Hurricane Katia Is Now Category 2, Heading to Mexico

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The country has been dealing with twin national emergencies this week: at least a further 65 people had already been killed in an natural disaster, the strongest in decades.

Areas of Mexico to the north of Cabo Rojo and to the south of Laguna Verde are under a tropical-storm warning.

The National Hurricane Center is warning that "this rainfall will likely cause life-threatening flash floods and mudslides, especially in areas of mountainous terrain".

The National Hurricane Center says Katia has weakened into a tropical storm as it moves further into Mexico, with wind speeds of up to 45 miles per hour (72.4 kph).

Hurricane Katia has deteriorated into a soggy tropical depression that is dumping rain over the mountains of east-central Mexico.

The hurricane quickly lost strength after hitting land and was downgraded to a tropical storm.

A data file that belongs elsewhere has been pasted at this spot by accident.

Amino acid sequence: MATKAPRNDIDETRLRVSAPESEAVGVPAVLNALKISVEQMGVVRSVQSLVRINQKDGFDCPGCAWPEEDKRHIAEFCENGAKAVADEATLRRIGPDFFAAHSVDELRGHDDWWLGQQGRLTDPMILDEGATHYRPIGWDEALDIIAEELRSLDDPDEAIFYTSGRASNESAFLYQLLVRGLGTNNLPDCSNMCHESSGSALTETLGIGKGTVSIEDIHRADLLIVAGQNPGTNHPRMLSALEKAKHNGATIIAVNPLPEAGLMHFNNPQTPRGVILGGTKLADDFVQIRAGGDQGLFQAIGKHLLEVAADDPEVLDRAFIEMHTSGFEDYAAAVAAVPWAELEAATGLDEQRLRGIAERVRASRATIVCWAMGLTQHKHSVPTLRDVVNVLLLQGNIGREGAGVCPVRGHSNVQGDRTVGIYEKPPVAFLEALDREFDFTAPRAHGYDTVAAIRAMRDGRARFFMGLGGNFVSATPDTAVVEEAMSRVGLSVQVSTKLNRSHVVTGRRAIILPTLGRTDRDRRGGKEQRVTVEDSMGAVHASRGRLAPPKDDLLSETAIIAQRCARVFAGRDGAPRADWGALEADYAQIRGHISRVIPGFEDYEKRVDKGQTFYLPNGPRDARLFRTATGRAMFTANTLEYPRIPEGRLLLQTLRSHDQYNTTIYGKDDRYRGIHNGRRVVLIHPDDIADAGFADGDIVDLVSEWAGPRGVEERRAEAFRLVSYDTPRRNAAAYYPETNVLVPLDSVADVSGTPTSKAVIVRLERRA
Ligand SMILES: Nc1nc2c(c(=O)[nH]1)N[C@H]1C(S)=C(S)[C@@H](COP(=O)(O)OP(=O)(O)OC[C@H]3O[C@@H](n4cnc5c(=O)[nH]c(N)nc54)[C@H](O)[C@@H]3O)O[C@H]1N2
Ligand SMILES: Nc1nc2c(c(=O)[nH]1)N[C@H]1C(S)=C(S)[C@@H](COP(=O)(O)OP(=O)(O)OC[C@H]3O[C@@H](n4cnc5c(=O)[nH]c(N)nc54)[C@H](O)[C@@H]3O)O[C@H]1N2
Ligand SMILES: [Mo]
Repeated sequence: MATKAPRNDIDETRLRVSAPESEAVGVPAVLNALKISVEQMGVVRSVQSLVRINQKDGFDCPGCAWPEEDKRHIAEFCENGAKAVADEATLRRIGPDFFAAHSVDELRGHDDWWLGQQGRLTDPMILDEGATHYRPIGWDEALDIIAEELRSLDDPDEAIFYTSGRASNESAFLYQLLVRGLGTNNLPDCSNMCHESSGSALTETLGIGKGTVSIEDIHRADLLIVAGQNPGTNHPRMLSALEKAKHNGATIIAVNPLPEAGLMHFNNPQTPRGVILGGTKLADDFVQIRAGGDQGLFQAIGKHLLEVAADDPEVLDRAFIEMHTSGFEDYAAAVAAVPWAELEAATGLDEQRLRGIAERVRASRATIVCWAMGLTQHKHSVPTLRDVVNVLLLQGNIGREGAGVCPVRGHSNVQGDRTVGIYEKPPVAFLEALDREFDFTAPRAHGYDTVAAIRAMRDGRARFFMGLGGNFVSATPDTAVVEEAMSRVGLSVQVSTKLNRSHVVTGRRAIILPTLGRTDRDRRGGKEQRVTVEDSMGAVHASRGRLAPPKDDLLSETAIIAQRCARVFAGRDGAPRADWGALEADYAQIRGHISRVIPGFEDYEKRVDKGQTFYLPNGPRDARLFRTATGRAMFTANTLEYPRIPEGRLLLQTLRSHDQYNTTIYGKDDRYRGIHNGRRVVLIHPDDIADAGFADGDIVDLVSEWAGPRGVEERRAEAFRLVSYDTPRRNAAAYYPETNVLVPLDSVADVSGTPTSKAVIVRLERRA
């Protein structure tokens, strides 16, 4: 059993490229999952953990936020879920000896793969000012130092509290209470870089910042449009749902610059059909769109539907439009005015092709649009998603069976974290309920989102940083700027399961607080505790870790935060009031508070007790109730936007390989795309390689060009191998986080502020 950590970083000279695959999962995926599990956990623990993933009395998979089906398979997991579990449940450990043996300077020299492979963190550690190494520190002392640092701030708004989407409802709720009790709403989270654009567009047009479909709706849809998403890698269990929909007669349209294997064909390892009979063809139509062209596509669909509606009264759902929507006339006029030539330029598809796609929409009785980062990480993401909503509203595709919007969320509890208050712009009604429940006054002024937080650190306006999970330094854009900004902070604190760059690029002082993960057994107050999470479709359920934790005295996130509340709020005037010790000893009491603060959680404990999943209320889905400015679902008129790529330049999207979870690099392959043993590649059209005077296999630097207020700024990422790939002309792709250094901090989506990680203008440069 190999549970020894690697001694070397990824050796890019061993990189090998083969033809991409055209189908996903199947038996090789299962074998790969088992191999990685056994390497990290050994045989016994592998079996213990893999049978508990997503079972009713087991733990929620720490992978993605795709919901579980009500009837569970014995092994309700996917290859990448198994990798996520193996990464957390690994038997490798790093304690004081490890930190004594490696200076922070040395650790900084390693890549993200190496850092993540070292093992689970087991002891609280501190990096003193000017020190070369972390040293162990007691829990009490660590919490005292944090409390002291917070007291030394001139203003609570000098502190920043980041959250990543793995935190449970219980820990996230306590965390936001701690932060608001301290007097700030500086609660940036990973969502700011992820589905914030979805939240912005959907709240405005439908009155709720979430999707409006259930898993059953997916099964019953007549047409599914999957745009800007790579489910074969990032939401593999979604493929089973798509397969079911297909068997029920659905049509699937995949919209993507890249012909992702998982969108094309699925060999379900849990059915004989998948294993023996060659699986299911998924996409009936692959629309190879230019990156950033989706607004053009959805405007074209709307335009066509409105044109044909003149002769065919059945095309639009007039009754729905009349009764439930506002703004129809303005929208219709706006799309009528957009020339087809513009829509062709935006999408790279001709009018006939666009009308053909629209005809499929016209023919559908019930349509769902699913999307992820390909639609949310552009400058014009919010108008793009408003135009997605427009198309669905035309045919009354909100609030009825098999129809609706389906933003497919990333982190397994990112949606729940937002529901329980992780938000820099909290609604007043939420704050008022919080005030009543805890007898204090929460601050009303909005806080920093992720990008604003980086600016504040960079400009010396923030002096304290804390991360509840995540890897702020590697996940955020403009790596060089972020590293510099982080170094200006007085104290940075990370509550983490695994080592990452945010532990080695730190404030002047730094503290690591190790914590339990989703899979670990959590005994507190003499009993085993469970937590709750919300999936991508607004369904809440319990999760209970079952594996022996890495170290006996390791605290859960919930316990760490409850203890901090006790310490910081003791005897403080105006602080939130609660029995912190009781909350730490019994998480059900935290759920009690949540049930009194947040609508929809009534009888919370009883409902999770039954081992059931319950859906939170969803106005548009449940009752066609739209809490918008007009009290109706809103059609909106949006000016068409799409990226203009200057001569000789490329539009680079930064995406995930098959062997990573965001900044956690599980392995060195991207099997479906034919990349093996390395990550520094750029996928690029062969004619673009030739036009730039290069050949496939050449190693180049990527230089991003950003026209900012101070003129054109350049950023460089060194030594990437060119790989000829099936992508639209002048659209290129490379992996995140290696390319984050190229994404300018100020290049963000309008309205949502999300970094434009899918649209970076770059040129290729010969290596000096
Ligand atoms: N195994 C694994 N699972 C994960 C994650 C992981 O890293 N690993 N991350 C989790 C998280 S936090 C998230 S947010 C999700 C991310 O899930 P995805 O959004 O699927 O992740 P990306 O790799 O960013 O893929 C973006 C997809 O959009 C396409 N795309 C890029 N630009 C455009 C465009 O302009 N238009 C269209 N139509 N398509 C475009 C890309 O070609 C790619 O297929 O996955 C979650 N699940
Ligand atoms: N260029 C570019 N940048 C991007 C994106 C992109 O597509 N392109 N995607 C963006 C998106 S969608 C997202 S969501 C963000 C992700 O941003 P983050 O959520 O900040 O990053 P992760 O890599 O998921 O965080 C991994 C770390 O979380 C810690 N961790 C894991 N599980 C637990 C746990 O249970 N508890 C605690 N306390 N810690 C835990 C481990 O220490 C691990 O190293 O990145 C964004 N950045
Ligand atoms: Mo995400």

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Katia is expected to drop 10 to 15 inches of rain over parts of Veracruz, eastern Hidalgo, and Puebla, Mexico.

The NHC said as a depression, Katia was blowing maximum sustained winds of almost 56 km per hour and should dissipate over the mountains of central eastern Mexico later on Saturday.

As Katia reached the Mexican Gulf Coast, Hurricane Irma, one of the most powerful Atlantic storms in a century, walloped Cuba's northern coast.

It made landfall near beach resort of Tecolutla in Veracruz.

Katia is the 11th named storm this Atlantic hurricane season and follows Hurricane Irma and Hurricane Jose.

In downtown Juchitan, the remains of brick walls and clay tile roofs cluttered streets as families dragged mattresses onto sidewalks to spend a second anxious night sleeping outdoors.